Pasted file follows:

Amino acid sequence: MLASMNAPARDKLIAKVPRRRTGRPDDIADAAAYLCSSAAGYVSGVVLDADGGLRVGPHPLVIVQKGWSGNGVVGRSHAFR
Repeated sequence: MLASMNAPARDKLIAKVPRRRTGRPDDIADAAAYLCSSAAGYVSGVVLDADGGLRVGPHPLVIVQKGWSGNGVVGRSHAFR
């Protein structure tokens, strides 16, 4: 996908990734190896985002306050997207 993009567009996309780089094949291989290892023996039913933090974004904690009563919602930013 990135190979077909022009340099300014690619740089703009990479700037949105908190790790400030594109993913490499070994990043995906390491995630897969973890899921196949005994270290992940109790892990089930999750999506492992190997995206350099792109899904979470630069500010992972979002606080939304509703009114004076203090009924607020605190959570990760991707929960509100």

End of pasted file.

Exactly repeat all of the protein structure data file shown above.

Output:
Amino acid sequence: MLASMNAPARDKLIAKVPRRRTGRPDDIADAAAYLCSSAAGYVSGVVLDADGGLRVGPHPLVIVQKGWSGNGVVGRSHAFR
Repeated sequence: MLASMNAPARDKLIAKVPRRRTGRPDDIADAAAYLCSSAAGYVSGVVLDADGGLRVGPHPLVIVQKGWSGNGVVGRSHAFR
């Protein structure tokens, strides 16, 4: 996908990734190896985002306050997207 993009567009996309780089094949291989290892023996039913933090974004904690009563919602930013 990135190979077909022009340099300014690619740089703009990479700037949105908190790790400030594109993913490499070994990043995906390491995630897969973890899921196949005994270290992940109790892990089930999750999506492992190997995206350099792109899904979470630069500010992972979002606080939304509703009114004076203090009924607020605190959570990760991707929960509100």